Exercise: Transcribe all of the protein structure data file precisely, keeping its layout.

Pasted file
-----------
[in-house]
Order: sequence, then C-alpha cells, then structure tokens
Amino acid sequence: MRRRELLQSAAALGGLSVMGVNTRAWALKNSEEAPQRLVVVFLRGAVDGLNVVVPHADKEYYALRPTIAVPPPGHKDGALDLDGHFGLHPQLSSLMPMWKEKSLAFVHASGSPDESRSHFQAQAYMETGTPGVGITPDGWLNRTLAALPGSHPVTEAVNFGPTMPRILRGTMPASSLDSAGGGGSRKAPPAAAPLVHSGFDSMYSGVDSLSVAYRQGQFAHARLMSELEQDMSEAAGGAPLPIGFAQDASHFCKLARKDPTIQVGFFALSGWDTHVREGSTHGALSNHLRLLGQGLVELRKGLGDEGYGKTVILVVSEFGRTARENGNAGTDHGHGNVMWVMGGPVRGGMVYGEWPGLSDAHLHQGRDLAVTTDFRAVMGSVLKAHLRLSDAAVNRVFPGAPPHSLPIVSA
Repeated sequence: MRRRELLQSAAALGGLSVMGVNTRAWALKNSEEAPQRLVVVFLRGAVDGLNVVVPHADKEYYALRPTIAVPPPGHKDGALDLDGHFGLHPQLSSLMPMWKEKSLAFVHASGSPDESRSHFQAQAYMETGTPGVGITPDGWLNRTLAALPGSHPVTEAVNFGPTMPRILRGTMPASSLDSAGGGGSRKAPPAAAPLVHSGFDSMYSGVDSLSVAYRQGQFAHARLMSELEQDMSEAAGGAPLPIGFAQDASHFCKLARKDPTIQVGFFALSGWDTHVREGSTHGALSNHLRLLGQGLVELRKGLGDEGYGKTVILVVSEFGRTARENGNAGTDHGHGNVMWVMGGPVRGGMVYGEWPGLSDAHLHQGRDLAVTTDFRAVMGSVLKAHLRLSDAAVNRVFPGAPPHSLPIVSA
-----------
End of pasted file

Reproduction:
[in-house]
Order: sequence, then C-alpha cells, then structure tokens
Amino acid sequence: MRRRELLQSAAALGGLSVMGVNTRAWALKNSEEAPQRLVVVFLRGAVDGLNVVVPHADKEYYALRPTIAVPPPGHKDGALDLDGHFGLHPQLSSLMPMWKEKSLAFVHASGSPDESRSHFQAQAYMETGTPGVGITPDGWLNRTLAALPGSHPVTEAVNFGPTMPRILRGTMPASSLDSAGGGGSRKAPPAAAPLVHSGFDSMYSGVDSLSVAYRQGQFAHARLMSELEQDMSEAAGGAPLPIGFAQDASHFCKLARKDPTIQVGFFALSGWDTHVREGSTHGALSNHLRLLGQGLVELRKGLGDEGYGKTVILVVSEFGRTARENGNAGTDHGHGNVMWVMGGPVRGGMVYGEWPGLSDAHLHQGRDLAVTTDFRAVMGSVLKAHLRLSDAAVNRVFPGAPPHSLPIVSA
Repeated sequence: MRRRELLQSAAALGGLSVMGVNTRAWALKNSEEAPQRLVVVFLRGAVDGLNVVVPHADKEYYALRPTIAVPPPGHKDGALDLDGHFGLHPQLSSLMPMWKEKSLAFVHASGSPDESRSHFQAQAYMETGTPGVGITPDGWLNRTLAALPGSHPVTEAVNFGPTMPRILRGTMPASSLDSAGGGGSRKAPPAAAPLVHSGFDSMYSGVDSLSVAYRQGQFAHARLMSELEQDMSEAAGGAPLPIGFAQDASHFCKLARKDPTIQVGFFALSGWDTHVREGSTHGALSNHLRLLGQGLVELRKGLGDEGYGKTVILVVSEFGRTARENGNAGTDHGHGNVMWVMGGPVRGGMVYGEWPGLSDAHLHQGRDLAVTTDFRAVMGSVLKAHLRLSDAAVNRVFPGAPPHSLPIVSA